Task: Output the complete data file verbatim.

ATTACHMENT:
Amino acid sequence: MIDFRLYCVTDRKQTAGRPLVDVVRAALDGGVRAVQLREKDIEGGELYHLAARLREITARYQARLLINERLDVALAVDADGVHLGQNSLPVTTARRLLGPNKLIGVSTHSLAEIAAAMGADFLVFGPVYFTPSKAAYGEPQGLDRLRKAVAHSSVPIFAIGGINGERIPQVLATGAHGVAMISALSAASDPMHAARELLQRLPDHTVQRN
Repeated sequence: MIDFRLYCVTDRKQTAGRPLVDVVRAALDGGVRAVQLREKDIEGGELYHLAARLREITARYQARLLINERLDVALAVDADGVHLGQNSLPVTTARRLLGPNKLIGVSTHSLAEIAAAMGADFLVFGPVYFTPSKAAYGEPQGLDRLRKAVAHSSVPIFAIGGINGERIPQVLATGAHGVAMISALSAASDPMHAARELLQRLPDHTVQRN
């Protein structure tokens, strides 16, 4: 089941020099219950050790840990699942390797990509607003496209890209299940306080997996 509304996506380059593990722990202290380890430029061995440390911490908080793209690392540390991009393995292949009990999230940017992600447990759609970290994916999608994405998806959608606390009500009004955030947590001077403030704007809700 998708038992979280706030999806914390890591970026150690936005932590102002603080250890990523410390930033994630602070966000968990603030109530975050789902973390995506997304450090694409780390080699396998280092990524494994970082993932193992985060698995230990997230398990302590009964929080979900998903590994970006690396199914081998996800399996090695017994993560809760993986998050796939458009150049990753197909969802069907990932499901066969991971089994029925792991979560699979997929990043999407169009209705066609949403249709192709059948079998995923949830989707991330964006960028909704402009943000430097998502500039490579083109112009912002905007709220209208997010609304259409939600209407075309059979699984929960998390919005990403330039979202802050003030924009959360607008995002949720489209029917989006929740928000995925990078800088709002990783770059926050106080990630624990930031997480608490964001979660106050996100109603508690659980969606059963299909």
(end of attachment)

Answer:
Amino acid sequence: MIDFRLYCVTDRKQTAGRPLVDVVRAALDGGVRAVQLREKDIEGGELYHLAARLREITARYQARLLINERLDVALAVDADGVHLGQNSLPVTTARRLLGPNKLIGVSTHSLAEIAAAMGADFLVFGPVYFTPSKAAYGEPQGLDRLRKAVAHSSVPIFAIGGINGERIPQVLATGAHGVAMISALSAASDPMHAARELLQRLPDHTVQRN
Repeated sequence: MIDFRLYCVTDRKQTAGRPLVDVVRAALDGGVRAVQLREKDIEGGELYHLAARLREITARYQARLLINERLDVALAVDADGVHLGQNSLPVTTARRLLGPNKLIGVSTHSLAEIAAAMGADFLVFGPVYFTPSKAAYGEPQGLDRLRKAVAHSSVPIFAIGGINGERIPQVLATGAHGVAMISALSAASDPMHAARELLQRLPDHTVQRN
């Protein structure tokens, strides 16, 4: 089941020099219950050790840990699942390797990509607003496209890209299940306080997996 509304996506380059593990722990202290380890430029061995440390911490908080793209690392540390991009393995292949009990999230940017992600447990759609970290994916999608994405998806959608606390009500009004955030947590001077403030704007809700 998708038992979280706030999806914390890591970026150690936005932590102002603080250890990523410390930033994630602070966000968990603030109530975050789902973390995506997304450090694409780390080699396998280092990524494994970082993932193992985060698995230990997230398990302590009964929080979900998903590994970006690396199914081998996800399996090695017994993560809760993986998050796939458009150049990753197909969802069907990932499901066969991971089994029925792991979560699979997929990043999407169009209705066609949403249709192709059948079998995923949830989707991330964006960028909704402009943000430097998502500039490579083109112009912002905007709220209208997010609304259409939600209407075309059979699984929960998390919005990403330039979202802050003030924009959360607008995002949720489209029917989006929740928000995925990078800088709002990783770059926050106080990630624990930031997480608490964001979660106050996100109603508690659980969606059963299909």